About five minutes after a magnitude 7.6 earthquake struck off the southwest coast of Mexico on Monday, normally calm waters in a cave in Death Valley National Park began to hit the surrounding limestone rock.
The echo from an earthquake more than 1,500 miles away has led experts to call a “desert tsunami” that on Monday produced 4-feet-high waves in the cave, known as the Devil’s Hole, about 10 feet wide, 70 feet of water. has a pool. Amargosa Valley, feet long in the nave and more than 500 feet deep.
According to the National Park, the water in the partially filled cave has become an “unusual indicator of seismic activity” worldwide, with earthquakes as well as Japan, Indonesia and Chile – causing water to spill into Devil’s Hole . service website.
Interestingly, the 6.8-magnitude quake, which also struck Mexico’s southwest coast early Thursday — not far from Monday’s epicenter — did not stir the waters nor cause any ripples in Devil’s Hole, said Kevin Wilson. , said the National Park Service Aquatic Ecologist. An earthquake struck at least 1 a.m. on Thursday outside the small town of Aguilla in the western state of Michoacán, killing at least two people. Two people were also killed in Monday’s quake, the epicenter of the quake was also in Michoacan, albeit to the east.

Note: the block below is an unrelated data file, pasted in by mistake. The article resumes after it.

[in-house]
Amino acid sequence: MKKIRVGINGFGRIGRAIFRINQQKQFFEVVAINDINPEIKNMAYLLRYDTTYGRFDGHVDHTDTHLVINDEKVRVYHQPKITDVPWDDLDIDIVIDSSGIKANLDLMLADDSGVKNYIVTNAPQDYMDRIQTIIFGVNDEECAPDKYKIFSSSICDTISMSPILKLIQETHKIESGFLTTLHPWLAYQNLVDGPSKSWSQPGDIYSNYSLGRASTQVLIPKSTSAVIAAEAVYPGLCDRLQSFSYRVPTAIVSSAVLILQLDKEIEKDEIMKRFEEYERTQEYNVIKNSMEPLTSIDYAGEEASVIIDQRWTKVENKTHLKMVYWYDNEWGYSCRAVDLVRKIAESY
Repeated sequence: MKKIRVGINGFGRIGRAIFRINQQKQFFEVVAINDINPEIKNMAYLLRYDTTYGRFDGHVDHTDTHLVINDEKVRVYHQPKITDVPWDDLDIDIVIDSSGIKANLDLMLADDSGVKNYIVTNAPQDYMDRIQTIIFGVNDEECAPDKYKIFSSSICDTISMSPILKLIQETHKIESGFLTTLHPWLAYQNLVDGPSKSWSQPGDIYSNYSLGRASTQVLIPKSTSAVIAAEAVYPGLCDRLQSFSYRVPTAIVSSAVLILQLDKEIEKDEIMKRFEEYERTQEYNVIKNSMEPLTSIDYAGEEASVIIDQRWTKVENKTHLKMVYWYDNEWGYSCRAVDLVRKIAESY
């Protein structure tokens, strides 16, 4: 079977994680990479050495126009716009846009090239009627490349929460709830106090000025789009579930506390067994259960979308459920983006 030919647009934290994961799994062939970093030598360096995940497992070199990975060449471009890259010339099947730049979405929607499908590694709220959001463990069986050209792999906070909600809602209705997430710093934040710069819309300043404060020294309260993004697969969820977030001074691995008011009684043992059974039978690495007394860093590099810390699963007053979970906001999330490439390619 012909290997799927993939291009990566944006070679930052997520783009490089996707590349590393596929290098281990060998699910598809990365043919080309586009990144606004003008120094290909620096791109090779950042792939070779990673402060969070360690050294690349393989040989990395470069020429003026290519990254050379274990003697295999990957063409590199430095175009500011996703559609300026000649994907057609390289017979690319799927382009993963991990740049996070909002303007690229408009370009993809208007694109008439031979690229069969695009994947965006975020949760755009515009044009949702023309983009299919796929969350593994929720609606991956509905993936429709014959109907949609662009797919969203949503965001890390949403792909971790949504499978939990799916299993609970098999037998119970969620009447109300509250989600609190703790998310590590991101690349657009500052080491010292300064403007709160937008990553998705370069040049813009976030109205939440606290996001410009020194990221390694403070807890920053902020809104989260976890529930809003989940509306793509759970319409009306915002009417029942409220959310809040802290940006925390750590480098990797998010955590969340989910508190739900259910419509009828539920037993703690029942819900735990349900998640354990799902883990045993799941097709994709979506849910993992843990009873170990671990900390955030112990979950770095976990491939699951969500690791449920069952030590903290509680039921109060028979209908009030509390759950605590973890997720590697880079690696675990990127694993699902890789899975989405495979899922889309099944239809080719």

“It depends on depth, magnitude and location across the globe,” Wilson said. Typically earthquakes that reach magnitude 7 or higher will be recorded in Devil’s Hole, along the Pacific’s “ring of fire,” he said.
Devil’s Hole is home to the endangered pup, a unique breed that can face short-term challenges following a geological event, technically called a satch. Wilson said the waves in the cave stir up the sediment and drive away the algae growing on the shallow shelf on which the pupae depend to feed, and may even break some pupal eggs.
But, he said, in the long term, the movement from the earthquake helps to remove the build-up of organic material, which over time can suck oxygen from the unique ecosystem.
“It kind of resets the system,” Wilson said. He said the waves lasted for about 30 minutes before calming down on Monday.
Wilson said that it is rare for pups to die at these events, but added that park rangers will continue to provide supplements for the fish, which has seen a resurgence in its population in recent years. In March, officials recorded 175 Devil’s Hole efflux — up from 35 nearly a decade ago — and Wilson said the fall count is planned for this weekend.
The geothermal pool in the cave, which lasts about 93 degrees year-round, along with its low oxygen level, makes Devil’s Hole an “extreme” environment, Wilson said — not to mention the repeated tremors of earthquakes.
“Pulpfish have survived many of these events in recent years,” Wilson said. “We didn’t find any dead fish after the waves stopped.”
The last such “desert tsunami” was recorded in July 2019, when waves rose up to 15 feet after a 7.1-magnitude earthquake near Ridgecrest, according to National Park Service officials.